Friday 1pm-5pm; Saturday 9am-5pm, Sunday 9am-5pm
Urban Zen Integrative Therapy (UZIT), created by Colleen Saidman Yee and Rodney Yee is a holistic care method that relies on the synergistic effects of in-bed movements, restorative yoga poses, breath-awareness exercises, meditation, essential oils, Reiki (energy balancing), nutrition, and contemplative care. UZIT-trained therapists work in a wide range of settings, from hospitals to rehab centers to senior-care and hospice facilities across the United States, helping patients and health care workers. The practice is also useful for any one interested in taking care of family and friends. UZIT has been shown to ease insomnia, pain, anxiety, nausea, insomnia, and constipation (referred to as PANIC)—things that are amplified during illness or a hospital stay but that we experience in daily life too.
In this three-day workshop you will learn basic UZIT strategies for relieving and reducing burnout. The skills you learn in San Francisco will prepare you for the full UZIT training, which includes an additional 12 in-person training days, over the course of four months.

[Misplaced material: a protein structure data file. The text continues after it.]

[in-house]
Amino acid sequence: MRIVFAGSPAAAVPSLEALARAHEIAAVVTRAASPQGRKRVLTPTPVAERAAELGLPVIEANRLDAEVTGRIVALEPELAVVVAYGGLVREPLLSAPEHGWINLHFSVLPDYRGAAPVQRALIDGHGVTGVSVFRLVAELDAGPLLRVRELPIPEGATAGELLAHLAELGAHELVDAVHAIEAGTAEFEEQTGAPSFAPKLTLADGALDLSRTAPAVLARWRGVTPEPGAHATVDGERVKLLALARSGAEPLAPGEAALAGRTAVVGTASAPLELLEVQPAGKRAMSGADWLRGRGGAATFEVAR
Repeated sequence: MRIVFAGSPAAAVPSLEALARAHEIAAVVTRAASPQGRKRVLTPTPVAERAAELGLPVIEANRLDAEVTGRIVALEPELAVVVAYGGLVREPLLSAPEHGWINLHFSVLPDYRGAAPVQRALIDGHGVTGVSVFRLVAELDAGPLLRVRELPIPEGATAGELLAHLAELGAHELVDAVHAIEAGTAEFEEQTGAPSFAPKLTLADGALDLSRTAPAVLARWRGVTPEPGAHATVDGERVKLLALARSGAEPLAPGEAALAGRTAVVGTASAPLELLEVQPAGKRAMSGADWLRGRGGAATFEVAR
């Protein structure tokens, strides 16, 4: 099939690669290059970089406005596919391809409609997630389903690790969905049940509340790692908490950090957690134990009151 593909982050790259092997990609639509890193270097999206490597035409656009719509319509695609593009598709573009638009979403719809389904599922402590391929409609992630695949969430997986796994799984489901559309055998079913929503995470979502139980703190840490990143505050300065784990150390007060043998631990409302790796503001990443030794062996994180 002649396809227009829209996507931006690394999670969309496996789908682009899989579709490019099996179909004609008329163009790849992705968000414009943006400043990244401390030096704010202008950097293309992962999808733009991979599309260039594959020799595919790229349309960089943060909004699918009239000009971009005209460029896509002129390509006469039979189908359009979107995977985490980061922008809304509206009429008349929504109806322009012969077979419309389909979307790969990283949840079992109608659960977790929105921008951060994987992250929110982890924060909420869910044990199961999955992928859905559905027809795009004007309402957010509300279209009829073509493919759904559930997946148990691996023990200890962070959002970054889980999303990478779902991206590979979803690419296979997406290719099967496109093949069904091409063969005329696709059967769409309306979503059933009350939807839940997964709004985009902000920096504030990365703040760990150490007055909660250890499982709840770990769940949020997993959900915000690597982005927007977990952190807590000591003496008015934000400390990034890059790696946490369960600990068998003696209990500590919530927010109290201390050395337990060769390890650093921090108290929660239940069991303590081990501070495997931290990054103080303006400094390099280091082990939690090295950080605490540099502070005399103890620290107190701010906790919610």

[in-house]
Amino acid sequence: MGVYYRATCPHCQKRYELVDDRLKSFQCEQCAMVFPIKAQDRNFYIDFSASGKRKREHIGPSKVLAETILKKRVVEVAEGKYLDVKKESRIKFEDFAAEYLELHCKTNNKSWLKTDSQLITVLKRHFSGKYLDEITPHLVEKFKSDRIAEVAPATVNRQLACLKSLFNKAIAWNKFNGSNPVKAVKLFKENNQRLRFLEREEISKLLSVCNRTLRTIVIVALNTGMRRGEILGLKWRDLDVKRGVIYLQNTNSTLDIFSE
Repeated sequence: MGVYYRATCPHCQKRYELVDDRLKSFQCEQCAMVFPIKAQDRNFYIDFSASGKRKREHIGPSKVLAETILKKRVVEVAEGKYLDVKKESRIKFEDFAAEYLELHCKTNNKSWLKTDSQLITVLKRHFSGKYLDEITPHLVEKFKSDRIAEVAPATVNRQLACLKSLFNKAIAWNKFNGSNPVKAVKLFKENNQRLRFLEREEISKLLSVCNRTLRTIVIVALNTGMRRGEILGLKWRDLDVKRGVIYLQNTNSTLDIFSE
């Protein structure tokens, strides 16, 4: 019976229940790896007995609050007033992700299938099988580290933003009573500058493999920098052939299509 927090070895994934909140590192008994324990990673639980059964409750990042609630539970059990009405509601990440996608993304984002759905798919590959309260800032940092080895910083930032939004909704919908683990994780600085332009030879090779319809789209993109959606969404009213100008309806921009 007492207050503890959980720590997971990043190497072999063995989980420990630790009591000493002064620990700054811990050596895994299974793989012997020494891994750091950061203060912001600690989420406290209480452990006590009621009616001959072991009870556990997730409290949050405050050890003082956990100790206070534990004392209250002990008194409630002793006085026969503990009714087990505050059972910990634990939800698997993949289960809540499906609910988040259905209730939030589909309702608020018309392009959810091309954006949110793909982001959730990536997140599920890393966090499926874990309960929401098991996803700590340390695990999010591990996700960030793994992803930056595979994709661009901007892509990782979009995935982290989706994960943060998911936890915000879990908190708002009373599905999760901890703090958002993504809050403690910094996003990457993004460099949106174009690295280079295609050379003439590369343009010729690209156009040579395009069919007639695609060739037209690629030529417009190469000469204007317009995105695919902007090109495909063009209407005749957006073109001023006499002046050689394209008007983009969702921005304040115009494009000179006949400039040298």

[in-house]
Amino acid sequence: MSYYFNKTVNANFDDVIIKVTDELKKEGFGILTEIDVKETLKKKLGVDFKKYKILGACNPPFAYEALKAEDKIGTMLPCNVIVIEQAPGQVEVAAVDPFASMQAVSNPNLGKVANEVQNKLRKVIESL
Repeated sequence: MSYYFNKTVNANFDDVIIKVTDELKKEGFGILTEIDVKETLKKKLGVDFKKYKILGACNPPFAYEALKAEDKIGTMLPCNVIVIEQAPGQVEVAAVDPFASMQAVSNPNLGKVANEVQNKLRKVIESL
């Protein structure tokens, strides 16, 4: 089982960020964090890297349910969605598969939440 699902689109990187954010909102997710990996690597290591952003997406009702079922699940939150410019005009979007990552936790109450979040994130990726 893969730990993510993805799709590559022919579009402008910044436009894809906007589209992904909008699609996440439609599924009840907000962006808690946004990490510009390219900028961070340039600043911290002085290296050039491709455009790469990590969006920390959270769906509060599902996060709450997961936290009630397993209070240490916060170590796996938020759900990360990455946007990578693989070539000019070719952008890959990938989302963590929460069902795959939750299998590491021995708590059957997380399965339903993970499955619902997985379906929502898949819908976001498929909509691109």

Each training day at San Francisco begins with a yoga class that includes active and restorative poses, breath work, and meditation. This practice is followed by lectures, discussions, and practices related to UZIT modalities, including.:
Yoga therapy: In-chair and in-bed mindful movements, restorative yoga, breath awareness, and guided body awareness meditation
- Essential oil therapy: Protocol for using three therapeutic-grade essential oils—lavender, lemon, and peppermint—and information on using other single oils and blends
- Nutrition: Nutritional information as a form of self-care for UZITs.
- Contemplative Care: Training and practice in the ability to stay present, calm, and effective in the midst of suffering
You’ll learn how to layer these modalities to address the symptoms of PANIC in yourself so that you can be more grounded, relaxed, and restored, and be present as your serve others. As Roshi Joan Halifax, a Buddhist teacher and pioneer in the field of end-of-life care, says, “Healthcare without self-care is sick care.”